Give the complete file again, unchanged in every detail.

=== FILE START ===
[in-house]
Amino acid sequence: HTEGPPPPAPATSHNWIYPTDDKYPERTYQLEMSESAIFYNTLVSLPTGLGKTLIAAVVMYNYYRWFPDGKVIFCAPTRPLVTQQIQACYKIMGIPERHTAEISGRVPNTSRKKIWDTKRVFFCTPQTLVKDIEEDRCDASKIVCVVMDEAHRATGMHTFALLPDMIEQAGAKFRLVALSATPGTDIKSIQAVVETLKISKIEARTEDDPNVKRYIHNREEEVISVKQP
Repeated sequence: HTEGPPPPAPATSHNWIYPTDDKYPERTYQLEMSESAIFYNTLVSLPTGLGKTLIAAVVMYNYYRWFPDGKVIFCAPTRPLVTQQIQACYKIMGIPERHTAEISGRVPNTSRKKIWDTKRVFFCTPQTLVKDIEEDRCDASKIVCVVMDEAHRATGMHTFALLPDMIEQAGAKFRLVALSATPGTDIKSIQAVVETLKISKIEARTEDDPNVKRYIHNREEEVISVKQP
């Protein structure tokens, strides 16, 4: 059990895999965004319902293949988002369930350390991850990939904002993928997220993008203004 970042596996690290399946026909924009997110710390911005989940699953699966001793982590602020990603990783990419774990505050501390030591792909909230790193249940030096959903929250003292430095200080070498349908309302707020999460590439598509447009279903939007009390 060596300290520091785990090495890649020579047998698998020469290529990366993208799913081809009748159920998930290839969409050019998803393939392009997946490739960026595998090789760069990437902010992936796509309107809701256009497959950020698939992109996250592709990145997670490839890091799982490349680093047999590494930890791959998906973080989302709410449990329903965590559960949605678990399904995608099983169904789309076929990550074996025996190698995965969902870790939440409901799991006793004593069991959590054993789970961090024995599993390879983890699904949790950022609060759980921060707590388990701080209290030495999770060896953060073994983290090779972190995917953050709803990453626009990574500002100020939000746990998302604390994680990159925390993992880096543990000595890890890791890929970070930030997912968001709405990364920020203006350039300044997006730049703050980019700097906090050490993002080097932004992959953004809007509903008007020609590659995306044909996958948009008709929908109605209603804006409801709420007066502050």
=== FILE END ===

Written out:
[in-house]
Amino acid sequence: HTEGPPPPAPATSHNWIYPTDDKYPERTYQLEMSESAIFYNTLVSLPTGLGKTLIAAVVMYNYYRWFPDGKVIFCAPTRPLVTQQIQACYKIMGIPERHTAEISGRVPNTSRKKIWDTKRVFFCTPQTLVKDIEEDRCDASKIVCVVMDEAHRATGMHTFALLPDMIEQAGAKFRLVALSATPGTDIKSIQAVVETLKISKIEARTEDDPNVKRYIHNREEEVISVKQP
Repeated sequence: HTEGPPPPAPATSHNWIYPTDDKYPERTYQLEMSESAIFYNTLVSLPTGLGKTLIAAVVMYNYYRWFPDGKVIFCAPTRPLVTQQIQACYKIMGIPERHTAEISGRVPNTSRKKIWDTKRVFFCTPQTLVKDIEEDRCDASKIVCVVMDEAHRATGMHTFALLPDMIEQAGAKFRLVALSATPGTDIKSIQAVVETLKISKIEARTEDDPNVKRYIHNREEEVISVKQP
């Protein structure tokens, strides 16, 4: 059990895999965004319902293949988002369930350390991850990939904002993928997220993008203004 970042596996690290399946026909924009997110710390911005989940699953699966001793982590602020990603990783990419774990505050501390030591792909909230790193249940030096959903929250003292430095200080070498349908309302707020999460590439598509447009279903939007009390 060596300290520091785990090495890649020579047998698998020469290529990366993208799913081809009748159920998930290839969409050019998803393939392009997946490739960026595998090789760069990437902010992936796509309107809701256009497959950020698939992109996250592709990145997670490839890091799982490349680093047999590494930890791959998906973080989302709410449990329903965590559960949605678990399904995608099983169904789309076929990550074996025996190698995965969902870790939440409901799991006793004593069991959590054993789970961090024995599993390879983890699904949790950022609060759980921060707590388990701080209290030495999770060896953060073994983290090779972190995917953050709803990453626009990574500002100020939000746990998302604390994680990159925390993992880096543990000595890890890791890929970070930030997912968001709405990364920020203006350039300044997006730049703050980019700097906090050490993002080097932004992959953004809007509903008007020609590659995306044909996958948009008709929908109605209603804006409801709420007066502050």